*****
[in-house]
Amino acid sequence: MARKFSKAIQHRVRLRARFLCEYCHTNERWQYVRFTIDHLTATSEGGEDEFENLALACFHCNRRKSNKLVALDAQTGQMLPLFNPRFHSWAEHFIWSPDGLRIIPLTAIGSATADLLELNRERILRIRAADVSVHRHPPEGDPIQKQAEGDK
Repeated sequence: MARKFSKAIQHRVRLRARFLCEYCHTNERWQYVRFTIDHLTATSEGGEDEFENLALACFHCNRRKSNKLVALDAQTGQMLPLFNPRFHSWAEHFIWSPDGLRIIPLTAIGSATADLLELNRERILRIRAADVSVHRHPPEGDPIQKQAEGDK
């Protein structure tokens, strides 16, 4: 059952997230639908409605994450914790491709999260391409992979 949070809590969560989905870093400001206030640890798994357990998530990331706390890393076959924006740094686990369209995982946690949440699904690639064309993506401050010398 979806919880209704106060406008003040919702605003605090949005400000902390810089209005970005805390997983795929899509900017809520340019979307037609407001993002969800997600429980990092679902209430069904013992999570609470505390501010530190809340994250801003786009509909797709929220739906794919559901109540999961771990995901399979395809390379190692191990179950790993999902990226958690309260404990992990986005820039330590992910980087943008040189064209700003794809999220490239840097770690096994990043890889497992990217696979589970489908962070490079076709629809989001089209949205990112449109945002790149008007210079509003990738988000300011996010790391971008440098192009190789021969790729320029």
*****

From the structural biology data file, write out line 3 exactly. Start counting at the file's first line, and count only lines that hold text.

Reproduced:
Repeated sequence: MARKFSKAIQHRVRLRARFLCEYCHTNERWQYVRFTIDHLTATSEGGEDEFENLALACFHCNRRKSNKLVALDAQTGQMLPLFNPRFHSWAEHFIWSPDGLRIIPLTAIGSATADLLELNRERILRIRAADVSVHRHPPEGDPIQKQAEGDK